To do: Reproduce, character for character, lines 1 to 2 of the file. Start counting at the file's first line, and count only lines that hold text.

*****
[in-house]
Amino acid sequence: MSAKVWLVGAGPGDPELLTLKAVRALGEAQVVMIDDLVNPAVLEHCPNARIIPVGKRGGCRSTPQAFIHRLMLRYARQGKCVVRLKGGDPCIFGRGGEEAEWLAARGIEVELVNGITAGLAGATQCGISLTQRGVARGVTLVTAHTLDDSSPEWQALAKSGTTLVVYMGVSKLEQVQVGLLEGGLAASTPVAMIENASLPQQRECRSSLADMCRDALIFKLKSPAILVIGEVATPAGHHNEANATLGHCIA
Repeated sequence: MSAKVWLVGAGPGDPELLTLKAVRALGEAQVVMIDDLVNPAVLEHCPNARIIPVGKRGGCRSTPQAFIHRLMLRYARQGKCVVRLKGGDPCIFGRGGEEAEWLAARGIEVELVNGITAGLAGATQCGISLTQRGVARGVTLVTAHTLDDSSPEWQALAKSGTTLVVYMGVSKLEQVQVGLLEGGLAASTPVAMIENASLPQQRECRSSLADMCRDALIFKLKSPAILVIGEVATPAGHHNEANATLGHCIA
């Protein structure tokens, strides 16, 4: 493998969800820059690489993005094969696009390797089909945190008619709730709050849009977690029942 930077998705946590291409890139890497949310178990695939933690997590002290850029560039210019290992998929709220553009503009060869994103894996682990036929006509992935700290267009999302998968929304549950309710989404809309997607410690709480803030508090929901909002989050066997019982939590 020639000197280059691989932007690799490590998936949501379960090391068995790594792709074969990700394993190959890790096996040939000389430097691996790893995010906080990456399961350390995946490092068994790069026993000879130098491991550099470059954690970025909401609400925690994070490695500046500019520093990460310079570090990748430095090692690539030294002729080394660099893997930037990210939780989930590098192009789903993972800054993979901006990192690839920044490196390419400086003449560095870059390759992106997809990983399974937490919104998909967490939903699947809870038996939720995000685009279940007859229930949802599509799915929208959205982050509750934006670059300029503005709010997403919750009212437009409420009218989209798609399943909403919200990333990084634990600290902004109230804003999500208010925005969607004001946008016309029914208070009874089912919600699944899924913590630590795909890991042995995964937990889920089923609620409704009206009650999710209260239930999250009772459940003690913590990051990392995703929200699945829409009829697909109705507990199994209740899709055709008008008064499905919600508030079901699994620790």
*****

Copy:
[in-house]
Amino acid sequence: MSAKVWLVGAGPGDPELLTLKAVRALGEAQVVMIDDLVNPAVLEHCPNARIIPVGKRGGCRSTPQAFIHRLMLRYARQGKCVVRLKGGDPCIFGRGGEEAEWLAARGIEVELVNGITAGLAGATQCGISLTQRGVARGVTLVTAHTLDDSSPEWQALAKSGTTLVVYMGVSKLEQVQVGLLEGGLAASTPVAMIENASLPQQRECRSSLADMCRDALIFKLKSPAILVIGEVATPAGHHNEANATLGHCIA